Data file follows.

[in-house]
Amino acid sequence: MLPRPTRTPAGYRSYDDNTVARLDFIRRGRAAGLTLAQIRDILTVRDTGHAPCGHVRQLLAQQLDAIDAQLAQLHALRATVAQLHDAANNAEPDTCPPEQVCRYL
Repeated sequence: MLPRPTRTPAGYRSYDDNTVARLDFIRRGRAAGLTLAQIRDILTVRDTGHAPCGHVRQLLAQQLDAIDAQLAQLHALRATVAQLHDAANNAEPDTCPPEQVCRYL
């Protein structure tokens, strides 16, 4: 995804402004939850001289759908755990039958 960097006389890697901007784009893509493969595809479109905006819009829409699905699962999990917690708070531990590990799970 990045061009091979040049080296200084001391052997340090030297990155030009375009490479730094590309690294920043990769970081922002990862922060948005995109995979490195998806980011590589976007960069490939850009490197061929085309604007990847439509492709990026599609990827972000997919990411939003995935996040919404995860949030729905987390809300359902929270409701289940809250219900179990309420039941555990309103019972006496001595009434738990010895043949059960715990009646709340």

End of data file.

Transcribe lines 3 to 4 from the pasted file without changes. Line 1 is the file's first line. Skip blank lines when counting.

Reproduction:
Repeated sequence: MLPRPTRTPAGYRSYDDNTVARLDFIRRGRAAGLTLAQIRDILTVRDTGHAPCGHVRQLLAQQLDAIDAQLAQLHALRATVAQLHDAANNAEPDTCPPEQVCRYL
């Protein structure tokens, strides 16, 4: 995804402004939850001289759908755990039958 960097006389890697901007784009893509493969595809479109905006819009829409699905699962999990917690708070531990590990799970 990045061009091979040049080296200084001391052997340090030297990155030009375009490479730094590309690294920043990769970081922002990862922060948005995109995979490195998806980011590589976007960069490939850009490197061929085309604007990847439509492709990026599609990827972000997919990411939003995935996040919404995860949030729905987390809300359902929270409701289940809250219900179990309420039941555990309103019972006496001595009434738990010895043949059960715990009646709340």